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Megalithic Structures

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Megalithic Structures of Ireland

"Irish Megalithic Structures" is a catch-all description for the many unclassified Megalithic monuments across Ireland. Most of them date from the Neolithic period right through to the Bronze and Iron ages, and have been damaged by time or by later inhabitants of the area. They are often recorded in surveys from the 19th century or early 20th century, but found to have been disrupted when modern researchers investigated them. Here are a few examples from surveyed unclassified Megalithic monuments:

"Megalithic structure - Marked on the 1837 ed. of the OS 6-inch map where it is described in gothic lettering as Druids Altar, and described on the 1915 ed. as the site of a Dolmen. It is situated on a low-lying, level landscape. It was described c. 1910 as the site of a Druids Altar (OS Name Book), and later described as a collection of boulders in a field wall (Gannon 1972). These have since been removed and replaced by a modern replica of a megalithic tomb (H c. 1m). Archaeological testing (06E0750) immediately to the S produced no related archaeological material."

"Megalithic structure - Situated to SE of the summit of Seahan Mountain from which there are extensive views of the Liffey valley, and the passage tombs at Mountpelier. A megalithic structure is located SE of the main cairn (DU024:047001-) which crowns the summit. It is largely peat-covered and comprises a square chamber (1.2m by 1.2m) with some traces of kerbstones to the NW."

"Megalithic structure - In pasture, on break in N-facing slope, in field to E of Britway church (CO045-08802-) and graveyard (CO045-08801-). Roughly rectangular structuredefined on W side by upright slab (H 0.43m; L 1.32m), long axis N-S; to Nby upright slab (H 0.68m; L 1.55m) at W end, second upright slab to N (L 1.08m) inside and overlapping with first. Three stones form S side; most westerly stone lying flat; middle stone leaning to S; third stone upright (H 0.7m; 0.4m x 0.14m).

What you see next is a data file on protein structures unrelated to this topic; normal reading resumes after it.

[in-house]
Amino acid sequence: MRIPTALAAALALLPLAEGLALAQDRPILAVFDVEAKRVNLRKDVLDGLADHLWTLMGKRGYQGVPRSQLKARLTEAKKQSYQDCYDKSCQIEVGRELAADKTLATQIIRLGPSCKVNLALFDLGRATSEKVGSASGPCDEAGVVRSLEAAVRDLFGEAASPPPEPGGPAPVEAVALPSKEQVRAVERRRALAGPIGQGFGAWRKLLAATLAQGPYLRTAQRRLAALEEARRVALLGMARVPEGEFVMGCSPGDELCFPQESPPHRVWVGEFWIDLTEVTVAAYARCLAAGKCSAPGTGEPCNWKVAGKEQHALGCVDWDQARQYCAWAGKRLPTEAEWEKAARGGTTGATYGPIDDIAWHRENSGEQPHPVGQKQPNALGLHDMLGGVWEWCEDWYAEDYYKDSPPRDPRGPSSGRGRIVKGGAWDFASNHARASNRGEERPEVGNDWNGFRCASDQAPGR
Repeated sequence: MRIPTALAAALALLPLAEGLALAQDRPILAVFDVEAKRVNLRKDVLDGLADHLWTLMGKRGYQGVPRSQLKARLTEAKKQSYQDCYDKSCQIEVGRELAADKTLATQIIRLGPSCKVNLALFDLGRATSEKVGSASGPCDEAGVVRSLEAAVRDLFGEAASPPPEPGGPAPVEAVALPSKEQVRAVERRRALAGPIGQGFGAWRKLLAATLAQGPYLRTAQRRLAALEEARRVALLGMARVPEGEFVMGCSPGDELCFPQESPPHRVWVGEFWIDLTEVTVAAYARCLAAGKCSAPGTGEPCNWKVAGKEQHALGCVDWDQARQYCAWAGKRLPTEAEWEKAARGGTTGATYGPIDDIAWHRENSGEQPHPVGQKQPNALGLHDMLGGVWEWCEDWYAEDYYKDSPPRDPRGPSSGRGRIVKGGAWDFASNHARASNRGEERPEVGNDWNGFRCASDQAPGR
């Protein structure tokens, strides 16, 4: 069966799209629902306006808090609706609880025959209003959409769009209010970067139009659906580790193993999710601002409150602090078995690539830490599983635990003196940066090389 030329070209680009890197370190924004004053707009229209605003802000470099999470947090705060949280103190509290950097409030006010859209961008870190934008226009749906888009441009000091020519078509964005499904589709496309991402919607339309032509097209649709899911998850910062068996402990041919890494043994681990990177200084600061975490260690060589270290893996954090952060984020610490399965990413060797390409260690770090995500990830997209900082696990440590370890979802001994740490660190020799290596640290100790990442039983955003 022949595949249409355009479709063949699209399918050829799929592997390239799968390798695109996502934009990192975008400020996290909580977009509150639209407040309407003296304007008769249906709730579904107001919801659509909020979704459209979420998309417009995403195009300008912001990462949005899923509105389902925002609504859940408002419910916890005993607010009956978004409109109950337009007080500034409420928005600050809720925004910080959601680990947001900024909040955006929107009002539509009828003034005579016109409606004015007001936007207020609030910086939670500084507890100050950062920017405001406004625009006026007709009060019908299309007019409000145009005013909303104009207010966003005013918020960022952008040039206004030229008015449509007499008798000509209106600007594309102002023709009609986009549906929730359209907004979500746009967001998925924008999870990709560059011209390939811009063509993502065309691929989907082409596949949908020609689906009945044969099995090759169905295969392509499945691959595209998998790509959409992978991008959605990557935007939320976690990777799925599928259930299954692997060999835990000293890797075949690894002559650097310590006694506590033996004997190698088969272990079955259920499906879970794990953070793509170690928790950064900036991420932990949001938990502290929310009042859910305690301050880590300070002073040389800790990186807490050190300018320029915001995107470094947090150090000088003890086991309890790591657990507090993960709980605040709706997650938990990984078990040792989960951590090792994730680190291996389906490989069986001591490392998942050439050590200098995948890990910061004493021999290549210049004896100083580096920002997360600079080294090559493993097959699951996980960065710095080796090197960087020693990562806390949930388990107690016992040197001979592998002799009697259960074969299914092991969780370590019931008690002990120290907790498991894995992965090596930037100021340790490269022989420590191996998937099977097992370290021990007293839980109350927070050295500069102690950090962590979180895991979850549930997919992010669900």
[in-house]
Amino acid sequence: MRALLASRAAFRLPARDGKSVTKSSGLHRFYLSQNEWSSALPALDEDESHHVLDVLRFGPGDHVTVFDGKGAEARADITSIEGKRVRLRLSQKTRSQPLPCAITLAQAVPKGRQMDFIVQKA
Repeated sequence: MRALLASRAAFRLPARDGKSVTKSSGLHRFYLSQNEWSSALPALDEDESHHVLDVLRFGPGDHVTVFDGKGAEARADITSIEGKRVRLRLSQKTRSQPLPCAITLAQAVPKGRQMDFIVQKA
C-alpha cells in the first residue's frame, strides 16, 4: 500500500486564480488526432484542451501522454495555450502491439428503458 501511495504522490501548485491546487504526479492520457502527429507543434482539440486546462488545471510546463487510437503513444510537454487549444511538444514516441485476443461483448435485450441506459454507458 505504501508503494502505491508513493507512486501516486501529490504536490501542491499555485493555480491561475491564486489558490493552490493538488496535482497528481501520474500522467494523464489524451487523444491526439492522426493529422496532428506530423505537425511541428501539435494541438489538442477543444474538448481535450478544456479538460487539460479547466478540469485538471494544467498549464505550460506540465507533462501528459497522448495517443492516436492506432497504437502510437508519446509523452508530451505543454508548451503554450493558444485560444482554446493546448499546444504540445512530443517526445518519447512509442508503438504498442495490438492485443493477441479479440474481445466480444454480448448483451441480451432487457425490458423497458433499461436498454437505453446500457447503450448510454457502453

Stones scattered within structures. Slab (1.2m x 1m) partially embedded in ground, lies immediately to N of rectangular structure; locally known as St. Bridgets Stone; hollows along eastern edge said to be impressions of her knees."

"Megalithic structure - Known locally as Ballybrack Dolmen, this monument is reputed to mark the burial place of Fial, the wife of one of the Milesians who landed in nearby Ballinskelligs Bay (Barrington 1976, 285). It consists of four large overlying slabs, the uppermost measuring 3.33m x 1.88m x .3m. The other slabs are broadly similar in dimensions, and a scatter of small rounded stones, including some quartz, occurs around the base of the structure."

"Megalithic structure - Marked only on the 1945 ed. of the OS 6-inch map where it is described in gothic lettering as ‘Megalith’. It is located towards the bottom of the N-facing slope of Glencar valley and on the E bank and in the shallow gully of a S-N stream. Two parallel limestone slabs set 0.5m apart (W stone: 1.3m x 0.3m; H 0.85m; E stone: 1.25m x 0.3m; H 0.75m) may be the remains of a chamber."

"Megalithic structure - This was listed in the SMR (1986) as a ‘megalithic structure’ and ‘standing stone’ and included in the RMP (1995) as ‘megalithic structure possible’. The reference to the ‘megalithic structure’ is derived from a site report made for the ITA survey in 1945 where it is recorded that ‘At present it (the standing stone) is in the middle of a wheat field and there are difficulties in examining the surroundings but there appears to be the remains of a larger structure perhaps megalithic as other stones are half buried.’ (SMR file).

There is no evidence of any structure at the stone in the photo published by O’Toole in 1939 nor does he make any reference to other features present at the site (1939, 105, No. 13). Other than the standing stone there is no visible trace in the surrounding field of any megalithic remains."

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